August 30, 2001 |
Six months after being pulled out of rebel forces fighting in Sudan's 18-year civil war, a batch of former child soldiers has gone home. U.N. officials said Wednesday that 3,480 former child fighters--some as young as 8--have been sent back to their homes in southern Sudan after being retrained as teachers, mechanics and farmers. Over the next 18 months, the U.N.
March 2, 2000 |
A phalanx of international relief organizations suspended operations in southern Sudan on Wednesday in frustration over the groups' failure to reach an agreement with guerrillas in the war-torn region over security concerns and the distribution of aid. The abrupt departure of the dozen or so aid organizations could seriously jeopardize ongoing humanitarian relief programs in southern Sudan and put at risk the lives of tens of thousands of people.
February 9, 2000 |
A Sudanese government plane bombed a primary school in rebel-controlled southern Sudan, killing 13 students, Sudanese rebels said. Several teachers and students were injured when a Russian-made Antonov bomber dropped six explosives on and around the school in the town of Kaouda in the Nuba Mountains, 325 miles southwest of Khartoum, the capital, said Samson Kwaje, spokesman for the Sudan People's Liberation Army. All of those killed were under 14, Kwaje said.
CALIFORNIA | LOCAL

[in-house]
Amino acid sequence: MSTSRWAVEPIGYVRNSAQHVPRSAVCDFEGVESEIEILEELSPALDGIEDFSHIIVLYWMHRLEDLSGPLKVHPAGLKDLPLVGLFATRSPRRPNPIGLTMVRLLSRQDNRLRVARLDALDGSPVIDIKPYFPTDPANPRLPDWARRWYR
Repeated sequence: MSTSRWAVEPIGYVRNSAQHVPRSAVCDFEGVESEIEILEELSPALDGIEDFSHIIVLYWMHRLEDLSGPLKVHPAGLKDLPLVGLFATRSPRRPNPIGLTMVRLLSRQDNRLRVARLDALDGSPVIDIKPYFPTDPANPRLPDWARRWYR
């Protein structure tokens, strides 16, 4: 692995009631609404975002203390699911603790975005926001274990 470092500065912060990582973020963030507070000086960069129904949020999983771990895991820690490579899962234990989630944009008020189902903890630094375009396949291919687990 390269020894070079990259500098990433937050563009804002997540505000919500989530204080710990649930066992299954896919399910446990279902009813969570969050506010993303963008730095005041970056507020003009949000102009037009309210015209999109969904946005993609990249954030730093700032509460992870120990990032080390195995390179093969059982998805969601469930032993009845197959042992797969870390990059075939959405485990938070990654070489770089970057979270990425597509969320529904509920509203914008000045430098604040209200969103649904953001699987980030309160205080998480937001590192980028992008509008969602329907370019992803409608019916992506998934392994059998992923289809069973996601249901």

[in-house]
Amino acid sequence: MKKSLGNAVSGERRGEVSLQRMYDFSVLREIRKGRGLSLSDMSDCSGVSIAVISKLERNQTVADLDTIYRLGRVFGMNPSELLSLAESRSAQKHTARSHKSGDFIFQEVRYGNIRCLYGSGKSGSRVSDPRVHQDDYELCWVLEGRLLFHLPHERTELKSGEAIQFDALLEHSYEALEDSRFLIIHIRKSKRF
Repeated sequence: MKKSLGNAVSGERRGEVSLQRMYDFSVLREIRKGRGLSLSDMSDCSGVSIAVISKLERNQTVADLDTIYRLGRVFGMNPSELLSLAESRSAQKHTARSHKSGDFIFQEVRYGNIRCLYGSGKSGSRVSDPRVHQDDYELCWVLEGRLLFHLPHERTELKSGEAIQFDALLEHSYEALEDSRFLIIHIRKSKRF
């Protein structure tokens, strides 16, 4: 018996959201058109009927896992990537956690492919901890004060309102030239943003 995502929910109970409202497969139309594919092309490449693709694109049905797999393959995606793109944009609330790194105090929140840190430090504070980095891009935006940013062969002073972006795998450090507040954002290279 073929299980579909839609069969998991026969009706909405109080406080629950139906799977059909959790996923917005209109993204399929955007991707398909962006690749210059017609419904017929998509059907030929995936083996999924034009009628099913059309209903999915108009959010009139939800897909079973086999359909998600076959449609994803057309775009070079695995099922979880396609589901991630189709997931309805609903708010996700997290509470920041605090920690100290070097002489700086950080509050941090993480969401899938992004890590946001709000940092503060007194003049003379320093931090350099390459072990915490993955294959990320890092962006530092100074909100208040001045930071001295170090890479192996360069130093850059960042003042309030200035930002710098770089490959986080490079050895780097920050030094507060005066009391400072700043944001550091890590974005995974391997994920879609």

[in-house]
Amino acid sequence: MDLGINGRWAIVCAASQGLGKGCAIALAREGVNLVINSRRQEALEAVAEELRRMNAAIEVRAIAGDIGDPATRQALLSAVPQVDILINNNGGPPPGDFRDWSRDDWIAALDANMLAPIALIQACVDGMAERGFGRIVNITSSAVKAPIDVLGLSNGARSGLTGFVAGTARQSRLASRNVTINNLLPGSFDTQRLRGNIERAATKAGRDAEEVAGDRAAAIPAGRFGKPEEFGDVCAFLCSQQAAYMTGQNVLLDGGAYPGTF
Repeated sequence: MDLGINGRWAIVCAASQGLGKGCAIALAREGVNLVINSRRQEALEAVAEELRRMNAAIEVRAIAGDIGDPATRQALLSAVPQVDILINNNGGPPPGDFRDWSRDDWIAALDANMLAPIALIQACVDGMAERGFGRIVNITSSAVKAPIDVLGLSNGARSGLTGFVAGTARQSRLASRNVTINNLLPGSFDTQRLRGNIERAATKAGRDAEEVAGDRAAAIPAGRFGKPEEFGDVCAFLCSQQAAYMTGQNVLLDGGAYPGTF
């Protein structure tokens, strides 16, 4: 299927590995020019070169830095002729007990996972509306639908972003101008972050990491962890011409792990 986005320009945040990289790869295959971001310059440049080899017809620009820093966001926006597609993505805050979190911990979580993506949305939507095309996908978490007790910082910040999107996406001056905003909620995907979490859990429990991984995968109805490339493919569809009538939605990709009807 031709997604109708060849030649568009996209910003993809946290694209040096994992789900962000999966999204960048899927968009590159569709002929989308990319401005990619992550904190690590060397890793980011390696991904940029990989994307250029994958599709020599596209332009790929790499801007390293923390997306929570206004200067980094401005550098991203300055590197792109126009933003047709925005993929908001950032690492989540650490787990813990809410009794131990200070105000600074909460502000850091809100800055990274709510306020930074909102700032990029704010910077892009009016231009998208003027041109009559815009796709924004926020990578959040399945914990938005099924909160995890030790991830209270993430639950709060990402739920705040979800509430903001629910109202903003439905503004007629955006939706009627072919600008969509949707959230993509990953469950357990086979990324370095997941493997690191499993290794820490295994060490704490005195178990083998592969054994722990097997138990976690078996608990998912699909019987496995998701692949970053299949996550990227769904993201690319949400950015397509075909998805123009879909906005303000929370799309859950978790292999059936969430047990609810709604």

March 6, 1999 |
Archbishop of Canterbury George Carey and Cardinal Basil Hume, archbishop of Westminster, have sent an unusual joint letter to British Foreign Secretary Robin Cook asking his support for action by the United Nations to end the civil war in Sudan. Their plea was made in response to a letter to Cook from the bishops of the Anglican Church of Sudan, sent from their recent meeting in Nairobi. Conditions in Sudan are such that the bishops have to meet outside their country.
February 3, 1999 |
The horsemen came by night, thundering from one mud-and-thatch hut to another, shooting and slashing men, women and children. Startled from his sleep, 6-year-old Gabriel Majok Bol jumped from the wicker mat that served as his bed. He, his parents and five siblings scattered. The sprawling settlement in southern Sudan was burned to the ground. Bol survived unharmed--and alone. He hasn't seen his family since that night 11 years ago, and thinks they probably are dead.
October 14, 1998 |
Idris Nazil, a newspaper editor and head of a publishing firm here, is well-to-do by Sudanese standards. But when he and family members recently came down with fevers, even he couldn't afford the medicine his doctor prescribed. "I said to my wife that I should go to my company and get a loan for this," Nazil recalled scornfully. "Everything is so expensive--even for the director of a company like me."